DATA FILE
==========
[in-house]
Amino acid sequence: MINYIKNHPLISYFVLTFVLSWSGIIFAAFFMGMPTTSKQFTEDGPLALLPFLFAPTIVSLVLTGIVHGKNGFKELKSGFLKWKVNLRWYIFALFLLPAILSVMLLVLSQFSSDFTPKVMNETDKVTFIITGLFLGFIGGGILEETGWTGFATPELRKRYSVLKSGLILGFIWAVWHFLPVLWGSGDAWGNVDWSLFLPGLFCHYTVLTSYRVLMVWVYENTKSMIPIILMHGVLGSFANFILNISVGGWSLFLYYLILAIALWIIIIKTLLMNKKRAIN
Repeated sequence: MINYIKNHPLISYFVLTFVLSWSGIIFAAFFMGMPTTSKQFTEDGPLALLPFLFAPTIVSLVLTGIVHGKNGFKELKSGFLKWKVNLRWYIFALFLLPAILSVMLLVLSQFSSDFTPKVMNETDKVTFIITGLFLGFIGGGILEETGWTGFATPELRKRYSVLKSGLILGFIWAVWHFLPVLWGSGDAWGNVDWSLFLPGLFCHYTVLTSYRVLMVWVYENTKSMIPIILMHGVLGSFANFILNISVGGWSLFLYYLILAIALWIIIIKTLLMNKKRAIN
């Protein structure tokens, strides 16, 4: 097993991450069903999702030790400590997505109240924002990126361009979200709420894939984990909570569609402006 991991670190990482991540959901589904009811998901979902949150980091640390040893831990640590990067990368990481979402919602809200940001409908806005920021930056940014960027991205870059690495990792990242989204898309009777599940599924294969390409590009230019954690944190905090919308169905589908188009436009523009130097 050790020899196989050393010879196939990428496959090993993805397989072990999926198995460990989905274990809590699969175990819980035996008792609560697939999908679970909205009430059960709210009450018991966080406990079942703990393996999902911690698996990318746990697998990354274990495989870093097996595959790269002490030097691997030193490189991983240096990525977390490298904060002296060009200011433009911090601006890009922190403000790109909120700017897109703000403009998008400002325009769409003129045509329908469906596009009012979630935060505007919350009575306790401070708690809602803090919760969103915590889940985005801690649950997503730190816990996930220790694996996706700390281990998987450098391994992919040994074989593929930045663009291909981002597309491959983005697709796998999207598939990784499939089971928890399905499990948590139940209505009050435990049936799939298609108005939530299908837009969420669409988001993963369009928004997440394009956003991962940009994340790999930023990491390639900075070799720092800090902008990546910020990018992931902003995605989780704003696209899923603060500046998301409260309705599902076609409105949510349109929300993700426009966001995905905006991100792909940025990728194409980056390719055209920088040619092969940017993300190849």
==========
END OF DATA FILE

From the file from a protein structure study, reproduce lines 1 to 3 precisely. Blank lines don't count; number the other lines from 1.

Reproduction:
[in-house]
Amino acid sequence: MINYIKNHPLISYFVLTFVLSWSGIIFAAFFMGMPTTSKQFTEDGPLALLPFLFAPTIVSLVLTGIVHGKNGFKELKSGFLKWKVNLRWYIFALFLLPAILSVMLLVLSQFSSDFTPKVMNETDKVTFIITGLFLGFIGGGILEETGWTGFATPELRKRYSVLKSGLILGFIWAVWHFLPVLWGSGDAWGNVDWSLFLPGLFCHYTVLTSYRVLMVWVYENTKSMIPIILMHGVLGSFANFILNISVGGWSLFLYYLILAIALWIIIIKTLLMNKKRAIN
Repeated sequence: MINYIKNHPLISYFVLTFVLSWSGIIFAAFFMGMPTTSKQFTEDGPLALLPFLFAPTIVSLVLTGIVHGKNGFKELKSGFLKWKVNLRWYIFALFLLPAILSVMLLVLSQFSSDFTPKVMNETDKVTFIITGLFLGFIGGGILEETGWTGFATPELRKRYSVLKSGLILGFIWAVWHFLPVLWGSGDAWGNVDWSLFLPGLFCHYTVLTSYRVLMVWVYENTKSMIPIILMHGVLGSFANFILNISVGGWSLFLYYLILAIALWIIIIKTLLMNKKRAIN